Chongqing, Corruption And The Next Generation of National Leaders

This Bystander will leave to others the more lurid details of the trial and conviction of the Chongqing “Godmother”, Xie Caiping. The 46-year old has been sentenced to 18 years in gaol for running  illegal gambling dens in nightclubs and casinos, harboring drug users, running protection rackets and bribing police. The court also fined her 1 million yuan, though she is said to have made twice that from her illegal activities. Twenty one other people were sentenced with her, to between one and 13 years in prison.

Her trial was the most spectacular turn in a crackdown on crime and corruption in Chongqing that has been underway since the middle of the year. Hundreds of people have been arrested, including Xie’s brother-in-law and former head of the judiciary in the city, among several high level officials.

In the past decade, as Beijing has sought to open up the West, Chongqing has changed from being a provincial backwater to a free wheeling place dominated by the black societies living off the new money that has flowed in. It became known as the place to gamble and party, with all the dark side — the corruption and the protection rackets — those vices attract. That sits uneasily with the vision of the city having the national standing of a Shanghai or Nanjing that its party boss, Bo Xilai, has been pushing.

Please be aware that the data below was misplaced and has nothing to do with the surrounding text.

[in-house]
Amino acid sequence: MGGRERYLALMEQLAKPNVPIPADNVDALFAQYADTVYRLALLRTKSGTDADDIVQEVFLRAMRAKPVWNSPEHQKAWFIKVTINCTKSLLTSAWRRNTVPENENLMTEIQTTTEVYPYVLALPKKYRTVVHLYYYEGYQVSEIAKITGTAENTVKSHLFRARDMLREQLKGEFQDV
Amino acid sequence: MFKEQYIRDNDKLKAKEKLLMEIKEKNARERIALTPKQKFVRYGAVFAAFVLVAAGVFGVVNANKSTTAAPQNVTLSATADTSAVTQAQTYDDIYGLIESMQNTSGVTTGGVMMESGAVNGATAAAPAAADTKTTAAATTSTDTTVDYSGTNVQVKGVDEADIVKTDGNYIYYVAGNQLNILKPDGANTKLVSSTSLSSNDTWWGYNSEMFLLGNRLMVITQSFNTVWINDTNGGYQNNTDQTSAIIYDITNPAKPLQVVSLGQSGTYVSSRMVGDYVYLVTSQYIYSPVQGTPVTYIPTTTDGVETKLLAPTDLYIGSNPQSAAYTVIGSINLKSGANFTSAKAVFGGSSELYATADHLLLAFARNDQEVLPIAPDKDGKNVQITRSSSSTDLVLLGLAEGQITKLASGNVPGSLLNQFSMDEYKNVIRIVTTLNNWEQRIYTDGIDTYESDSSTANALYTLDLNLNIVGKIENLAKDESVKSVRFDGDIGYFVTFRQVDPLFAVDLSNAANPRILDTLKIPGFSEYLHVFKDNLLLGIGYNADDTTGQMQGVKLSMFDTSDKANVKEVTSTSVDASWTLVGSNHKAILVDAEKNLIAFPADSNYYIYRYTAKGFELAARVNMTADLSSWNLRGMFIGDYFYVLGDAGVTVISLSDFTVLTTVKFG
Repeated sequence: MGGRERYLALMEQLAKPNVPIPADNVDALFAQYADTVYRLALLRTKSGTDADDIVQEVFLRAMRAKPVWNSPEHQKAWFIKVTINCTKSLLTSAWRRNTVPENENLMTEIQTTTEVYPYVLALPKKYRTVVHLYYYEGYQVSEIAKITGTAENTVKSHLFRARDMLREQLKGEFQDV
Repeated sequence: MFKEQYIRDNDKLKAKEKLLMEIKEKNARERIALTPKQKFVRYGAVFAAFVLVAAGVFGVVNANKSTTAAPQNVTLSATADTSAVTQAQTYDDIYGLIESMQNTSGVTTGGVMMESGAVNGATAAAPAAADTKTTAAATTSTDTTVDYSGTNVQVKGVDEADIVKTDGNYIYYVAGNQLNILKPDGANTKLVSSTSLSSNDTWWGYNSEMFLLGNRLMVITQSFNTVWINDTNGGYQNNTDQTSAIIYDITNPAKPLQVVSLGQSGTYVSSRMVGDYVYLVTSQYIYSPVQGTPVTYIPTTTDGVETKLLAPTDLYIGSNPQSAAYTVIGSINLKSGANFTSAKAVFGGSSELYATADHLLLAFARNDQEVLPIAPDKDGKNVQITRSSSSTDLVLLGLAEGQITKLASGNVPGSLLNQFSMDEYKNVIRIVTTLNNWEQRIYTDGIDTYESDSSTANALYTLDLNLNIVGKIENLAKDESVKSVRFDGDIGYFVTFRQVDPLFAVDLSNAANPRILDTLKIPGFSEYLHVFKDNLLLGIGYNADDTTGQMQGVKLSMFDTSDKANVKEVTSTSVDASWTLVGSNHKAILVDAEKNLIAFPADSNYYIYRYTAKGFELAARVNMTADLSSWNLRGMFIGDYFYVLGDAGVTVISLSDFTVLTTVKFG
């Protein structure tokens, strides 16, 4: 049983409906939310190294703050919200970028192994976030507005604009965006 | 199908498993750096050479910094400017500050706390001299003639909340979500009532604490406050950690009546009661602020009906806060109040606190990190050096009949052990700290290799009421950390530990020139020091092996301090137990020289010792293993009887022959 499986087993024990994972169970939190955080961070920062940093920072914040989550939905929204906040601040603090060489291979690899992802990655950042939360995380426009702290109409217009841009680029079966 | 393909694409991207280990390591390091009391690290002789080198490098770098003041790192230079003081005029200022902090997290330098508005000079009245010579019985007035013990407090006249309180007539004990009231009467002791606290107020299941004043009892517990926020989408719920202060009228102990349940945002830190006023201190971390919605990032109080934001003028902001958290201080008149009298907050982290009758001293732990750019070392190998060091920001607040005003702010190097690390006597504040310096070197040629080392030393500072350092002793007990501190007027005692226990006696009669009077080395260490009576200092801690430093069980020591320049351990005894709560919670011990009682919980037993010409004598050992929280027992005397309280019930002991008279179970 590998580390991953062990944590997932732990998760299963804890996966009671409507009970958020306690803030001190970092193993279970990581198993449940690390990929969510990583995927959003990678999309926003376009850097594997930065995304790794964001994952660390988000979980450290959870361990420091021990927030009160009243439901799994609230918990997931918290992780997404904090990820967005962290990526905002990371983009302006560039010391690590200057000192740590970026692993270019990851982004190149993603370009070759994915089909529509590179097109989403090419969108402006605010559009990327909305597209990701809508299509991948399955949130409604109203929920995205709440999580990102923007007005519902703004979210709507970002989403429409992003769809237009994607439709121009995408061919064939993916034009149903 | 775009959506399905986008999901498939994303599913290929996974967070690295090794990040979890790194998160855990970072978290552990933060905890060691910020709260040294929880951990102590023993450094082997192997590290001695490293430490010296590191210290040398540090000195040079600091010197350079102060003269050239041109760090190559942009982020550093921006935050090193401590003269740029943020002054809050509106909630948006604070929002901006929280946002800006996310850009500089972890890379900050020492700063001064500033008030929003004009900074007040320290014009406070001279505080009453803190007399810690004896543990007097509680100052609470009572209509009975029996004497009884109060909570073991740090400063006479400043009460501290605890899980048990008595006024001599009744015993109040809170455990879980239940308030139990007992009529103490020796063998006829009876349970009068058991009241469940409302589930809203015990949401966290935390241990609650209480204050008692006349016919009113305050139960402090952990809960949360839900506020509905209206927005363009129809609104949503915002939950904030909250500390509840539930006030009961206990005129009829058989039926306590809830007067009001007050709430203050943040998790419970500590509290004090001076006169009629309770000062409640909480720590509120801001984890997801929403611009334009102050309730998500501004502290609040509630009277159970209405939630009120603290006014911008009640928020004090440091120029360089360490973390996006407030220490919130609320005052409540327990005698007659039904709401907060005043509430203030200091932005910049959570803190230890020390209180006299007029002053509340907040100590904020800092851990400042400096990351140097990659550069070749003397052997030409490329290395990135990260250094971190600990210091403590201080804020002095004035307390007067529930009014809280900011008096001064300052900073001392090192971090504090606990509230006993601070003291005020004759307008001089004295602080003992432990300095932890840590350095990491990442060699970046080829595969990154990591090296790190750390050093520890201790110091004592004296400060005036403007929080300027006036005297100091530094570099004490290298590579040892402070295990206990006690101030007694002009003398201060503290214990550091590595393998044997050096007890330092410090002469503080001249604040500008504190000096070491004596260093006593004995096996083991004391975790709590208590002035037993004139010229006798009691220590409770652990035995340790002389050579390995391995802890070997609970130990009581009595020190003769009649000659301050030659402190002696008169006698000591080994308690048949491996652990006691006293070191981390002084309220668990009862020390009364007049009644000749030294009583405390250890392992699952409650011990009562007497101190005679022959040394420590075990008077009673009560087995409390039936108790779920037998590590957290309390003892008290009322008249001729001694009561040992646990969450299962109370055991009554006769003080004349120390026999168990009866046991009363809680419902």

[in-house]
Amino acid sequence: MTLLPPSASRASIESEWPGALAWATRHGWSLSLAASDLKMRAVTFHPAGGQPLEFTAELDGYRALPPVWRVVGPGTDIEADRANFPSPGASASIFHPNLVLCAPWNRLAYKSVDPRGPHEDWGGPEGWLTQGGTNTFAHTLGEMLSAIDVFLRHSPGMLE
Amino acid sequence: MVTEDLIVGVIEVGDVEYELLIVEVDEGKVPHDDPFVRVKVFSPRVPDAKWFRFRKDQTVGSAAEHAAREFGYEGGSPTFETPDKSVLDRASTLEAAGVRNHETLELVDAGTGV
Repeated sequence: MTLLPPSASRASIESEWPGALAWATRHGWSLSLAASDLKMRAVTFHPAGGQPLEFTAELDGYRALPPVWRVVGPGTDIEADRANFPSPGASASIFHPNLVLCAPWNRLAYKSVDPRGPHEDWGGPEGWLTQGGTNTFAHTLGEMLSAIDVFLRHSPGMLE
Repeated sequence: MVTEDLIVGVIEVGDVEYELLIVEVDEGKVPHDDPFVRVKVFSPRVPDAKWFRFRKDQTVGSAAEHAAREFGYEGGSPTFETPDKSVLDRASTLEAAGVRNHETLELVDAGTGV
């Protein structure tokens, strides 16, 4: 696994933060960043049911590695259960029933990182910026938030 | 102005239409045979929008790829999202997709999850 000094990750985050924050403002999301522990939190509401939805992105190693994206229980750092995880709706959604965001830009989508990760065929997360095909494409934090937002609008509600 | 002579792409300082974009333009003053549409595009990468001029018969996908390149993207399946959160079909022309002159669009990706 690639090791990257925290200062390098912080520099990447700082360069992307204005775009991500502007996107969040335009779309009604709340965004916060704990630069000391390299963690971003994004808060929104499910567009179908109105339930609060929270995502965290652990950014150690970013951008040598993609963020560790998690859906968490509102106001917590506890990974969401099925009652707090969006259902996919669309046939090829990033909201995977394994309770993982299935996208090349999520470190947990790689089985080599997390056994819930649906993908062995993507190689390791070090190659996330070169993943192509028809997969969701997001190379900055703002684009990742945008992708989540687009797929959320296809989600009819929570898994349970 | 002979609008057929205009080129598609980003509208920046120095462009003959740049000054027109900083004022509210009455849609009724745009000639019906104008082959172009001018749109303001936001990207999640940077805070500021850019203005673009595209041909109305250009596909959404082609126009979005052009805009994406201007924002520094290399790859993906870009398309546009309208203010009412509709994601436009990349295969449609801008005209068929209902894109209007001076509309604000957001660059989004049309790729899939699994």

Bo is a rising star in national politics, having joined the Politburo in 2007, the same year he was appointed head of the party in the city. It is he who has been behind the crackdown, even though it is revealing a deep connection between mobsters and city officials. Chongqing has also bread another rising star, Wang Yang, who moved up from being city party secretary to party boss in Guangdong. With the 2012 succession to Hu and Wen fast approaching, it is not too much of a stretch to see Chongqing as being used as a proving ground for national leaders, much as Shanghai was a generation ago for Jiang Zemin and Zhu Rongji, who would go on to be president and prime minister respectively.


Filed under Politics & Society

2 responses to “Chongqing, Corruption And The Next Generation of National Leaders

  1. I’m new to your blog – I found it as a result of China Law Blog recommending it. I can see why.
    May I mention the following, stressing that it was one of those lovely typos that brings a smile…
    ‘sentenced to 18 years in goal for running illegal gambling dens’.
    To someone who dislikes football, such as myself, it would indeed be harsh punishment.

  2. CB

    Glad to hear you like the blog. Appreciate you letting us know. And well spotted with the typo, which I have now fixed. Just making someone wear those garish goalkeeping kits, let alone for 18 years, would be cruel and unusual punishment by anyone’s lights.

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